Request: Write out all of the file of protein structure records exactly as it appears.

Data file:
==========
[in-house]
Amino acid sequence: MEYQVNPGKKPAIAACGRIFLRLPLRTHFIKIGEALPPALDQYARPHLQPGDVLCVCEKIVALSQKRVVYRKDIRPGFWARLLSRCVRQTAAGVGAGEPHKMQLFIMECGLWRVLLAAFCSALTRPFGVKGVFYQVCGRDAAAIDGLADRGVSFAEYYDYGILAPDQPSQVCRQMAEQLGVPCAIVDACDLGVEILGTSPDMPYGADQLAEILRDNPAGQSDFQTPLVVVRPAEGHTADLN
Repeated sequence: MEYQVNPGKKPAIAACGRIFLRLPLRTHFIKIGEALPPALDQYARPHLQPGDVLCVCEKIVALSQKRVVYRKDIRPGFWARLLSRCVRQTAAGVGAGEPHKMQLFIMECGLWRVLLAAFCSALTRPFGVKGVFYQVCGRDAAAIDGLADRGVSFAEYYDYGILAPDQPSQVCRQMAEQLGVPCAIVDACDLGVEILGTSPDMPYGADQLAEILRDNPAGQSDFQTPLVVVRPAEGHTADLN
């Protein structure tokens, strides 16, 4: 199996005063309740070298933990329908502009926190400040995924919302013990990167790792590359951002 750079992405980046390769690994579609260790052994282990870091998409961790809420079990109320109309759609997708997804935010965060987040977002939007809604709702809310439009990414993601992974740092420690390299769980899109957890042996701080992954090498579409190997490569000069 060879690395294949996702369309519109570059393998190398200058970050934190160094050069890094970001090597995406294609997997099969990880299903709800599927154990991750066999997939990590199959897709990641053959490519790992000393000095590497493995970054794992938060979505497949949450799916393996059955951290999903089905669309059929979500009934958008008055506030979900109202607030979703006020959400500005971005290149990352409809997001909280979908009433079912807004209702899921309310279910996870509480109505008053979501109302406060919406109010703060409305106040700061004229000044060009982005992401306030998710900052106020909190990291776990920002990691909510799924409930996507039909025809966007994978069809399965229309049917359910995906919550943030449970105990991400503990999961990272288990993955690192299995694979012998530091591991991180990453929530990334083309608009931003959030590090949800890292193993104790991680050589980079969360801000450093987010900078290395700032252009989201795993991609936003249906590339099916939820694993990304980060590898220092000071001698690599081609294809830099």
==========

[in-house]
Amino acid sequence: MEYQVNPGKKPAIAACGRIFLRLPLRTHFIKIGEALPPALDQYARPHLQPGDVLCVCEKIVALSQKRVVYRKDIRPGFWARLLSRCVRQTAAGVGAGEPHKMQLFIMECGLWRVLLAAFCSALTRPFGVKGVFYQVCGRDAAAIDGLADRGVSFAEYYDYGILAPDQPSQVCRQMAEQLGVPCAIVDACDLGVEILGTSPDMPYGADQLAEILRDNPAGQSDFQTPLVVVRPAEGHTADLN
Repeated sequence: MEYQVNPGKKPAIAACGRIFLRLPLRTHFIKIGEALPPALDQYARPHLQPGDVLCVCEKIVALSQKRVVYRKDIRPGFWARLLSRCVRQTAAGVGAGEPHKMQLFIMECGLWRVLLAAFCSALTRPFGVKGVFYQVCGRDAAAIDGLADRGVSFAEYYDYGILAPDQPSQVCRQMAEQLGVPCAIVDACDLGVEILGTSPDMPYGADQLAEILRDNPAGQSDFQTPLVVVRPAEGHTADLN
């Protein structure tokens, strides 16, 4: 199996005063309740070298933990329908502009926190400040995924919302013990990167790792590359951002 750079992405980046390769690994579609260790052994282990870091998409961790809420079990109320109309759609997708997804935010965060987040977002939007809604709702809310439009990414993601992974740092420690390299769980899109957890042996701080992954090498579409190997490569000069 060879690395294949996702369309519109570059393998190398200058970050934190160094050069890094970001090597995406294609997997099969990880299903709800599927154990991750066999997939990590199959897709990641053959490519790992000393000095590497493995970054794992938060979505497949949450799916393996059955951290999903089905669309059929979500009934958008008055506030979900109202607030979703006020959400500005971005290149990352409809997001909280979908009433079912807004209702899921309310279910996870509480109505008053979501109302406060919406109010703060409305106040700061004229000044060009982005992401306030998710900052106020909190990291776990920002990691909510799924409930996507039909025809966007994978069809399965229309049917359910995906919550943030449970105990991400503990999961990272288990993955690192299995694979012998530091591991991180990453929530990334083309608009931003959030590090949800890292193993104790991680050589980079969360801000450093987010900078290395700032252009989201795993991609936003249906590339099916939820694993990304980060590898220092000071001698690599081609294809830099």